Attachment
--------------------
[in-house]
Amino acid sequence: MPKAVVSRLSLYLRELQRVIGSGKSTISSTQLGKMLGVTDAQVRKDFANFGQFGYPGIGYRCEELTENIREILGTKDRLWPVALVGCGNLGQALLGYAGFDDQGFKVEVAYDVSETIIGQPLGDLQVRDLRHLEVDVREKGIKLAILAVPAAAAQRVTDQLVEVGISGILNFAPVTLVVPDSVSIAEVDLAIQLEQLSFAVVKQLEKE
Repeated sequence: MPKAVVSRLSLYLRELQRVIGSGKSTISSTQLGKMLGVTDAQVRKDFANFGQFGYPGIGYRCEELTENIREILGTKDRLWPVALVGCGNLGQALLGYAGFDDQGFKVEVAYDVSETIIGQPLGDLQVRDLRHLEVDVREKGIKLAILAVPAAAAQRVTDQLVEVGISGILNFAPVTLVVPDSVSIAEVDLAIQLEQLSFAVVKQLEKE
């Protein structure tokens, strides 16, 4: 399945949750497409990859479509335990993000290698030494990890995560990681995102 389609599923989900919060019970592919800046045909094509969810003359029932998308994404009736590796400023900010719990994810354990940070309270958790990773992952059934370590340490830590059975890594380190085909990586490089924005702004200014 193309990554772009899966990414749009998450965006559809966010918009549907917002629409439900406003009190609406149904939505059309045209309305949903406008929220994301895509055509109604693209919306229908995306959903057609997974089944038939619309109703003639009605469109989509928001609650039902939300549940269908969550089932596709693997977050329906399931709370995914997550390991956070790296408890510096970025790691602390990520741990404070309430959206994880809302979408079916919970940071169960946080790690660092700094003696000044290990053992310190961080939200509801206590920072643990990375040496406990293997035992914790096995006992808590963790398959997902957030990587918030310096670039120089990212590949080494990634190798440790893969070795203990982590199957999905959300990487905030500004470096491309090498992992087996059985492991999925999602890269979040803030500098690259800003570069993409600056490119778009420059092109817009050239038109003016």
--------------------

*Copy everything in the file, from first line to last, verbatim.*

[in-house]
Amino acid sequence: MPKAVVSRLSLYLRELQRVIGSGKSTISSTQLGKMLGVTDAQVRKDFANFGQFGYPGIGYRCEELTENIREILGTKDRLWPVALVGCGNLGQALLGYAGFDDQGFKVEVAYDVSETIIGQPLGDLQVRDLRHLEVDVREKGIKLAILAVPAAAAQRVTDQLVEVGISGILNFAPVTLVVPDSVSIAEVDLAIQLEQLSFAVVKQLEKE
Repeated sequence: MPKAVVSRLSLYLRELQRVIGSGKSTISSTQLGKMLGVTDAQVRKDFANFGQFGYPGIGYRCEELTENIREILGTKDRLWPVALVGCGNLGQALLGYAGFDDQGFKVEVAYDVSETIIGQPLGDLQVRDLRHLEVDVREKGIKLAILAVPAAAAQRVTDQLVEVGISGILNFAPVTLVVPDSVSIAEVDLAIQLEQLSFAVVKQLEKE
């Protein structure tokens, strides 16, 4: 399945949750497409990859479509335990993000290698030494990890995560990681995102 389609599923989900919060019970592919800046045909094509969810003359029932998308994404009736590796400023900010719990994810354990940070309270958790990773992952059934370590340490830590059975890594380190085909990586490089924005702004200014 193309990554772009899966990414749009998450965006559809966010918009549907917002629409439900406003009190609406149904939505059309045209309305949903406008929220994301895509055509109604693209919306229908995306959903057609997974089944038939619309109703003639009605469109989509928001609650039902939300549940269908969550089932596709693997977050329906399931709370995914997550390991956070790296408890510096970025790691602390990520741990404070309430959206994880809302979408079916919970940071169960946080790690660092700094003696000044290990053992310190961080939200509801206590920072643990990375040496406990293997035992914790096995006992808590963790398959997902957030990587918030310096670039120089990212590949080494990634190798440790893969070795203990982590199957999905959300990487905030500004470096491309090498992992087996059985492991999925999602890269979040803030500098690259800003570069993409600056490119778009420059092109817009050239038109003016």